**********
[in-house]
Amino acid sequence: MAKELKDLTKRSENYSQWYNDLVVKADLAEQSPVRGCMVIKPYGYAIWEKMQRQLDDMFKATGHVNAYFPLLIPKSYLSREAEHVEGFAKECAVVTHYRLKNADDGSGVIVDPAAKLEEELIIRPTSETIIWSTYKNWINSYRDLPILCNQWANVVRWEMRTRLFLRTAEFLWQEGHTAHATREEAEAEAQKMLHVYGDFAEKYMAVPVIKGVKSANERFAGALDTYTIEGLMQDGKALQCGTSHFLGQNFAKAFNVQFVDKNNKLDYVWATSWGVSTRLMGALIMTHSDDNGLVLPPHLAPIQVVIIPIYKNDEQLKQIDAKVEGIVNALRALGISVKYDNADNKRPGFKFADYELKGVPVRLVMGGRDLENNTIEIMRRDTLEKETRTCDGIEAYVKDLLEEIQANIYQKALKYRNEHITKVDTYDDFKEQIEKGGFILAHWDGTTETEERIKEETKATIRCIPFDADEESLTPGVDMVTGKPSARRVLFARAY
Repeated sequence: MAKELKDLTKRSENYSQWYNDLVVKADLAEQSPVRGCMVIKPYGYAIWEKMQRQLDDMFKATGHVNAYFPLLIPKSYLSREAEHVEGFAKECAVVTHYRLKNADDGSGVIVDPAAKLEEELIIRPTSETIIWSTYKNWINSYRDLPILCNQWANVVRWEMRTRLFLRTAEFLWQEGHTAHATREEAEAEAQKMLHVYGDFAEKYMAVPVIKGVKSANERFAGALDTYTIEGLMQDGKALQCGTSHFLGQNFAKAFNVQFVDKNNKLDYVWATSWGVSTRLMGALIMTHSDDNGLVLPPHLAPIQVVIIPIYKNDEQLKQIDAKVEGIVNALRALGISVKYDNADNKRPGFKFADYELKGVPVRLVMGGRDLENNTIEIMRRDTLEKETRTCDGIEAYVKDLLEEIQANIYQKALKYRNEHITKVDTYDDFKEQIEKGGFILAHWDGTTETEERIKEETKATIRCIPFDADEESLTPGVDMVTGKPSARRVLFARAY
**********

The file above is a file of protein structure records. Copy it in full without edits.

[in-house]
Amino acid sequence: MAKELKDLTKRSENYSQWYNDLVVKADLAEQSPVRGCMVIKPYGYAIWEKMQRQLDDMFKATGHVNAYFPLLIPKSYLSREAEHVEGFAKECAVVTHYRLKNADDGSGVIVDPAAKLEEELIIRPTSETIIWSTYKNWINSYRDLPILCNQWANVVRWEMRTRLFLRTAEFLWQEGHTAHATREEAEAEAQKMLHVYGDFAEKYMAVPVIKGVKSANERFAGALDTYTIEGLMQDGKALQCGTSHFLGQNFAKAFNVQFVDKNNKLDYVWATSWGVSTRLMGALIMTHSDDNGLVLPPHLAPIQVVIIPIYKNDEQLKQIDAKVEGIVNALRALGISVKYDNADNKRPGFKFADYELKGVPVRLVMGGRDLENNTIEIMRRDTLEKETRTCDGIEAYVKDLLEEIQANIYQKALKYRNEHITKVDTYDDFKEQIEKGGFILAHWDGTTETEERIKEETKATIRCIPFDADEESLTPGVDMVTGKPSARRVLFARAY
Repeated sequence: MAKELKDLTKRSENYSQWYNDLVVKADLAEQSPVRGCMVIKPYGYAIWEKMQRQLDDMFKATGHVNAYFPLLIPKSYLSREAEHVEGFAKECAVVTHYRLKNADDGSGVIVDPAAKLEEELIIRPTSETIIWSTYKNWINSYRDLPILCNQWANVVRWEMRTRLFLRTAEFLWQEGHTAHATREEAEAEAQKMLHVYGDFAEKYMAVPVIKGVKSANERFAGALDTYTIEGLMQDGKALQCGTSHFLGQNFAKAFNVQFVDKNNKLDYVWATSWGVSTRLMGALIMTHSDDNGLVLPPHLAPIQVVIIPIYKNDEQLKQIDAKVEGIVNALRALGISVKYDNADNKRPGFKFADYELKGVPVRLVMGGRDLENNTIEIMRRDTLEKETRTCDGIEAYVKDLLEEIQANIYQKALKYRNEHITKVDTYDDFKEQIEKGGFILAHWDGTTETEERIKEETKATIRCIPFDADEESLTPGVDMVTGKPSARRVLFARAY